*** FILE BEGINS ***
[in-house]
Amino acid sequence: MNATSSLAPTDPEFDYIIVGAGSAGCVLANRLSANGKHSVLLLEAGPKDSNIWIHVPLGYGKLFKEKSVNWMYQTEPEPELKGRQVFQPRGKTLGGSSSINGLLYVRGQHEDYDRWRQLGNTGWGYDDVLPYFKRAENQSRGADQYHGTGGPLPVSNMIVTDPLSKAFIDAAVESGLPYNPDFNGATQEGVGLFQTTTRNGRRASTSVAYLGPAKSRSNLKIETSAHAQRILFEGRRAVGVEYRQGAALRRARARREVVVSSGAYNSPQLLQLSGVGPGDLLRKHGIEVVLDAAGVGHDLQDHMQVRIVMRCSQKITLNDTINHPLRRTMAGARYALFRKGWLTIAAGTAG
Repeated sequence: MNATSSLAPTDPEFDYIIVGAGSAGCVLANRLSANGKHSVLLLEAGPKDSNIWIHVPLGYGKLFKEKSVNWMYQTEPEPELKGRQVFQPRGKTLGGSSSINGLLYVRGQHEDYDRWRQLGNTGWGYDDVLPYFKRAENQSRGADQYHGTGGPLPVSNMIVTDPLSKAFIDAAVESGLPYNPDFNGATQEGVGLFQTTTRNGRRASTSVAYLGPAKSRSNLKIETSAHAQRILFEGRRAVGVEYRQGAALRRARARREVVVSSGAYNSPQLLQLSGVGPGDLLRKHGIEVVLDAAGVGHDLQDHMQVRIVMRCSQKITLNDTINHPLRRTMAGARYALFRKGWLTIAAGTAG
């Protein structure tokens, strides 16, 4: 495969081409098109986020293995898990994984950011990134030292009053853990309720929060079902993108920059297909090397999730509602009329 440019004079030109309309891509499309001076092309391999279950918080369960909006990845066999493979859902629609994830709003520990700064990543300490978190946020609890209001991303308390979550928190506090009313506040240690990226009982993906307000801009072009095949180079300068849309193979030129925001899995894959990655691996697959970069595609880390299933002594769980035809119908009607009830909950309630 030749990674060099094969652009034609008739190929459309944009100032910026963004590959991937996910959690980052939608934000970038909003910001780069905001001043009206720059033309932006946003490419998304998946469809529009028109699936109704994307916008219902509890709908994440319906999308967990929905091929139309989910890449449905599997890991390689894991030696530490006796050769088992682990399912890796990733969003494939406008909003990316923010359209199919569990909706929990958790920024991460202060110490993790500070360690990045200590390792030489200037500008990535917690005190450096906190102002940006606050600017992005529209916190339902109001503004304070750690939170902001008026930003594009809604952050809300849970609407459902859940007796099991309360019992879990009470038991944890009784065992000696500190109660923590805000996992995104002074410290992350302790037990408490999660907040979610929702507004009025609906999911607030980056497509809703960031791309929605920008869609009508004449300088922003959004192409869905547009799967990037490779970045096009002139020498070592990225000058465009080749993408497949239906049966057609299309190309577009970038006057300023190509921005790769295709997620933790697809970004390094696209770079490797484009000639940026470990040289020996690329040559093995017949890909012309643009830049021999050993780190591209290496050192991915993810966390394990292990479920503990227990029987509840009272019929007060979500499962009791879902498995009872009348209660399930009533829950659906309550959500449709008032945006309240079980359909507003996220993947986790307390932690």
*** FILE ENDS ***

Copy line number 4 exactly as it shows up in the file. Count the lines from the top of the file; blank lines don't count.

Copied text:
């Protein structure tokens, strides 16, 4: 495969081409098109986020293995898990994984950011990134030292009053853990309720929060079902993108920059297909090397999730509602009329 440019004079030109309309891509499309001076092309391999279950918080369960909006990845066999493979859902629609994830709003520990700064990543300490978190946020609890209001991303308390979550928190506090009313506040240690990226009982993906307000801009072009095949180079300068849309193979030129925001899995894959990655691996697959970069595609880390299933002594769980035809119908009607009830909950309630 030749990674060099094969652009034609008739190929459309944009100032910026963004590959991937996910959690980052939608934000970038909003910001780069905001001043009206720059033309932006946003490419998304998946469809529009028109699936109704994307916008219902509890709908994440319906999308967990929905091929139309989910890449449905599997890991390689894991030696530490006796050769088992682990399912890796990733969003494939406008909003990316923010359209199919569990909706929990958790920024991460202060110490993790500070360690990045200590390792030489200037500008990535917690005190450096906190102002940006606050600017992005529209916190339902109001503004304070750690939170902001008026930003594009809604952050809300849970609407459902859940007796099991309360019992879990009470038991944890009784065992000696500190109660923590805000996992995104002074410290992350302790037990408490999660907040979610929702507004009025609906999911607030980056497509809703960031791309929605920008869609009508004449300088922003959004192409869905547009799967990037490779970045096009002139020498070592990225000058465009080749993408497949239906049966057609299309190309577009970038006057300023190509921005790769295709997620933790697809970004390094696209770079490797484009000639940026470990040289020996690329040559093995017949890909012309643009830049021999050993780190591209290496050192991915993810966390394990292990479920503990227990029987509840009272019929007060979500499962009791879902498995009872009348209660399930009533829950659906309550959500449709008032945006309240079980359909507003996220993947986790307390932690």